New developing play, 'Bluejay's Canoe' weaves Indigenous perspective throughout pandemic story
An Indigenous play that touches on community radio and COVID-19 is in progress, building on a collaboration between a University of Oregon theater professor and a Grand Ronde elder.
“Bluejay’s Canoe” follows the 2014 work, “Salmon is Everything”, which examined a massive fishkill on the Klamath River. In this new story, a teenage intern works at a Willamut* Valley radio station for a DJ with a secretive past.
UO drama professor Theresa May and actor Marta Clifford say their newest work will also incorporate Native American elements.
“The neat thing about Native stories and theater, is that the teaching happens while you’re not looking,” said May. “The teaching happens while you’re thinking about the play and what happens next. So it’s not didactic in that way.”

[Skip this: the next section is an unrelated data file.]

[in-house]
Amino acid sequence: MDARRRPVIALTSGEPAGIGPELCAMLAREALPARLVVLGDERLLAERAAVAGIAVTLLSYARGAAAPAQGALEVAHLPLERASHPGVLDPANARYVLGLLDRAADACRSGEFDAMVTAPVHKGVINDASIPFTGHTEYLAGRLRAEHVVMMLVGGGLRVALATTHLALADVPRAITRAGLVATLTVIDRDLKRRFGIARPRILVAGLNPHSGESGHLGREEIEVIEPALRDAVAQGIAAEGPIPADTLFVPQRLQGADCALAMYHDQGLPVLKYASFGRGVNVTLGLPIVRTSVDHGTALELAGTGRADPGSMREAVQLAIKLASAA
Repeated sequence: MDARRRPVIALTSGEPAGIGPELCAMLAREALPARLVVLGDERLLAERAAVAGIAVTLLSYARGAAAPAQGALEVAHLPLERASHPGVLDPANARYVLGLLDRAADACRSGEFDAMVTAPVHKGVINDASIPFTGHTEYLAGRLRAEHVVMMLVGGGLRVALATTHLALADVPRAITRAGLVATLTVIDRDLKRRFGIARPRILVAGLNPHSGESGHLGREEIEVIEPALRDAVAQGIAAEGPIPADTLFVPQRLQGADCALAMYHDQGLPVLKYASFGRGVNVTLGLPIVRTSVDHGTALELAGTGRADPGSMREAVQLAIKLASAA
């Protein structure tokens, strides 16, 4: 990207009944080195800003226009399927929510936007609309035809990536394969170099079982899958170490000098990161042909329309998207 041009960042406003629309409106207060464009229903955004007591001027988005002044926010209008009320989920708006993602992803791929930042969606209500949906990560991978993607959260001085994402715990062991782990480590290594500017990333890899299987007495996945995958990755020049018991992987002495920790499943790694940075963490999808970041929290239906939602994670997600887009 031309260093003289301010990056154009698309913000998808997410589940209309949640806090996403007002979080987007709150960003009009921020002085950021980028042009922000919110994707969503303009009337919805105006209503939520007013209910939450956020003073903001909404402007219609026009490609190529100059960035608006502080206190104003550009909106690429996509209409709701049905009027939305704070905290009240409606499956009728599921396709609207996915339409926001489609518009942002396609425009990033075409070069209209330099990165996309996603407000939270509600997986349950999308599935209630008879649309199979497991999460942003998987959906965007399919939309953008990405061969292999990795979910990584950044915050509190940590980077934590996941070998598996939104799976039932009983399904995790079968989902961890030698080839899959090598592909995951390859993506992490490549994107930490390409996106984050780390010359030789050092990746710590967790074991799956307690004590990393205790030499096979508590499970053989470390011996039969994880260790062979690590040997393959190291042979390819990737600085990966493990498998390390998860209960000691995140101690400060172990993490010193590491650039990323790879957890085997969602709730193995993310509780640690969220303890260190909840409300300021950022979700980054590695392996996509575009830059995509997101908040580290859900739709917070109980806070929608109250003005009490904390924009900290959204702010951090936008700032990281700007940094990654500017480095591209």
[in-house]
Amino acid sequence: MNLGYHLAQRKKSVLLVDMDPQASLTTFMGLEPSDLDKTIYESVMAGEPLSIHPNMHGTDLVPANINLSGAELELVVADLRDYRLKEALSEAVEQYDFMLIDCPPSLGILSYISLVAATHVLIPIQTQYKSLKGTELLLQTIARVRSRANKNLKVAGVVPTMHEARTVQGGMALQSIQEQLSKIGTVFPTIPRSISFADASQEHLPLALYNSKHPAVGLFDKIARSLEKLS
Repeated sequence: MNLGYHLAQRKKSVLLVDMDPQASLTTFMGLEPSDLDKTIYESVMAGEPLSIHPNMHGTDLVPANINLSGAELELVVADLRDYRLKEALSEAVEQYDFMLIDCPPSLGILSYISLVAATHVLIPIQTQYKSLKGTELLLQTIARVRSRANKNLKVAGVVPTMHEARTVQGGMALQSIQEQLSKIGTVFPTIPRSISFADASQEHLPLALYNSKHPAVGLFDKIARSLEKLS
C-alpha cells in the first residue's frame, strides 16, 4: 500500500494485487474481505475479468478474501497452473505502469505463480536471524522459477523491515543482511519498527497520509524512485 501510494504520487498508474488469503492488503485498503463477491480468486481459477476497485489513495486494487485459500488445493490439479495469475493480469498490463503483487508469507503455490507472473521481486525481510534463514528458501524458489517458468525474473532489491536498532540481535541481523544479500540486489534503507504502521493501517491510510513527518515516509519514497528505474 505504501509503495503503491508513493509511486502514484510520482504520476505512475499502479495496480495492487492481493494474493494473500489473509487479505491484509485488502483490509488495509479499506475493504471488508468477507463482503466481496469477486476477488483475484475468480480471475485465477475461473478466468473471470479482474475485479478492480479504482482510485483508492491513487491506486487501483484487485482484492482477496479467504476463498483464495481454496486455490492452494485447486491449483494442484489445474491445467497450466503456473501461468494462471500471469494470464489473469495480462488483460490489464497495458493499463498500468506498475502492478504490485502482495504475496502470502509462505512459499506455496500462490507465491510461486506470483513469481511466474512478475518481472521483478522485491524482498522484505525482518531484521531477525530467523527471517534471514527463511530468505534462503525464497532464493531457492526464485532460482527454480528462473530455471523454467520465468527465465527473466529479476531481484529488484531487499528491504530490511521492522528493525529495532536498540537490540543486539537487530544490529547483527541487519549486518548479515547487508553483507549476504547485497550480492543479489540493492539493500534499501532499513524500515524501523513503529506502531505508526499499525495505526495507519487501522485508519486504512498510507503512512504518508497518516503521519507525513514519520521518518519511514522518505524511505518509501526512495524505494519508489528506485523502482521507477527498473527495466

“Native theater is also Native people telling their own story, but you get to tell it to a whole group of people at one time,” added Clifford.
“All the stories that we’re using in this we have permission to use and they’re not winter ikanums. Ikanum is what it’s called when it’s only a traditional winter story.”
Clifford will play an elder named Goldie, drawing on her Chinook and Cree heritage and childhood memories.
Production of “Bluejay’s Canoe” is at least a year away.
The Center for Environmental Futures and the Center for the Study of Women in Society are supporting the development of the show.
* The Kalapuya spelling of Willamette.